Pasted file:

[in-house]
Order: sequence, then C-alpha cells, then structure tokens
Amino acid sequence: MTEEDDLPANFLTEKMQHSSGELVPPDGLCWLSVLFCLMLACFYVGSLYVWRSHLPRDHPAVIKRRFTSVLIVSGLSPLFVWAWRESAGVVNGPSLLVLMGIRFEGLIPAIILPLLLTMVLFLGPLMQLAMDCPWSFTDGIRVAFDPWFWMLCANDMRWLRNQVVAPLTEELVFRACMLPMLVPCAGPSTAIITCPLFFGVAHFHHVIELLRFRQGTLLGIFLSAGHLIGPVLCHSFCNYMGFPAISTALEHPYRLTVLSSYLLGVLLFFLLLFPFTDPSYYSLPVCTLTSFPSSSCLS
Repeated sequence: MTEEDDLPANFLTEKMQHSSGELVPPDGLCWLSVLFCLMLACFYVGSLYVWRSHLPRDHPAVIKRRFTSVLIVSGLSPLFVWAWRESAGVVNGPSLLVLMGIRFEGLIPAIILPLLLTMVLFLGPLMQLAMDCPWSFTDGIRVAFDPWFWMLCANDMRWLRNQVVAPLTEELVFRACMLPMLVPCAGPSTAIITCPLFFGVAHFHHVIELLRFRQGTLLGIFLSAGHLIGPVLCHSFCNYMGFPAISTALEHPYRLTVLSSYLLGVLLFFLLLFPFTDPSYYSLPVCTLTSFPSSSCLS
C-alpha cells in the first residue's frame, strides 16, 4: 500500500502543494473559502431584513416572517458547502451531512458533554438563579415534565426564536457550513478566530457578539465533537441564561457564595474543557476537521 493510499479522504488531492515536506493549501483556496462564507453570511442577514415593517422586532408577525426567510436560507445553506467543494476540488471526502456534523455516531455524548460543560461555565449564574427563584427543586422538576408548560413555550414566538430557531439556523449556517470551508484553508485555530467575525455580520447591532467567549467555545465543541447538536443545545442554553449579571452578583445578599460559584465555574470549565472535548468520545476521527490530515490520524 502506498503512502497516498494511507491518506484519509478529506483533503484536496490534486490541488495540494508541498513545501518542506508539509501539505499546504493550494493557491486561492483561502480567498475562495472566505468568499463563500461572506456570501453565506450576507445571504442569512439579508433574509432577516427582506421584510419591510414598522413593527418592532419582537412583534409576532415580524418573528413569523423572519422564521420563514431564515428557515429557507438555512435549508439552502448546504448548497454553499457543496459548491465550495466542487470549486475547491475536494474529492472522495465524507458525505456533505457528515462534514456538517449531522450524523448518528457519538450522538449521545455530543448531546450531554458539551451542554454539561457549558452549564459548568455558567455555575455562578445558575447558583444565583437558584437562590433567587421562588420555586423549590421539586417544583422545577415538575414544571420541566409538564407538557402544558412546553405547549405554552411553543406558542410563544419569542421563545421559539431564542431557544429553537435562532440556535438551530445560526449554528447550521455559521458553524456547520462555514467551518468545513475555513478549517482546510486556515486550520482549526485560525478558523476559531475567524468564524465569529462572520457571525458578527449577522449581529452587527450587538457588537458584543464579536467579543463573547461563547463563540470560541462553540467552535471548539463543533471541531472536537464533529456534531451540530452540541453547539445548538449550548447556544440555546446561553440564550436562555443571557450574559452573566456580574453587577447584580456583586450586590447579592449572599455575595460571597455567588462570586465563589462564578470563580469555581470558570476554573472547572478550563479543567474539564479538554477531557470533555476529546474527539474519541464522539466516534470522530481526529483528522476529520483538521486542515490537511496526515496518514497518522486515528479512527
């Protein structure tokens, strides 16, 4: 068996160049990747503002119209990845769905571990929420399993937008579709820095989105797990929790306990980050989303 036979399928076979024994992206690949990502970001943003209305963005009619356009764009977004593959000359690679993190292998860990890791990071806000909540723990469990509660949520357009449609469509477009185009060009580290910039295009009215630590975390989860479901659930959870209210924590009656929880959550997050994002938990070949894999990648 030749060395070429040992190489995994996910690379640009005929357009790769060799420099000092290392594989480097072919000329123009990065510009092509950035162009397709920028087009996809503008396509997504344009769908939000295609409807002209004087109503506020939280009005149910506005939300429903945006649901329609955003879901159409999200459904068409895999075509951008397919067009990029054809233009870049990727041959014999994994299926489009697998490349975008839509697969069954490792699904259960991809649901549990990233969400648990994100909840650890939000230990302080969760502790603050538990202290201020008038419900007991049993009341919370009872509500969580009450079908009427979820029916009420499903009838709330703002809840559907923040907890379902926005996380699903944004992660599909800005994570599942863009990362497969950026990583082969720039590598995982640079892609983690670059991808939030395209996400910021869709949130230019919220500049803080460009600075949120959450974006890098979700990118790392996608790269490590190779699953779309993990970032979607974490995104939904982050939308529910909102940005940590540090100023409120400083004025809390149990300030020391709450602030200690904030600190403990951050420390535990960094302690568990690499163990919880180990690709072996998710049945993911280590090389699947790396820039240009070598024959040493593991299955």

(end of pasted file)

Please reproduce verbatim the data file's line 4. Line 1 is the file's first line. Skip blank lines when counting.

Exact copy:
Repeated sequence: MTEEDDLPANFLTEKMQHSSGELVPPDGLCWLSVLFCLMLACFYVGSLYVWRSHLPRDHPAVIKRRFTSVLIVSGLSPLFVWAWRESAGVVNGPSLLVLMGIRFEGLIPAIILPLLLTMVLFLGPLMQLAMDCPWSFTDGIRVAFDPWFWMLCANDMRWLRNQVVAPLTEELVFRACMLPMLVPCAGPSTAIITCPLFFGVAHFHHVIELLRFRQGTLLGIFLSAGHLIGPVLCHSFCNYMGFPAISTALEHPYRLTVLSSYLLGVLLFFLLLFPFTDPSYYSLPVCTLTSFPSSSCLS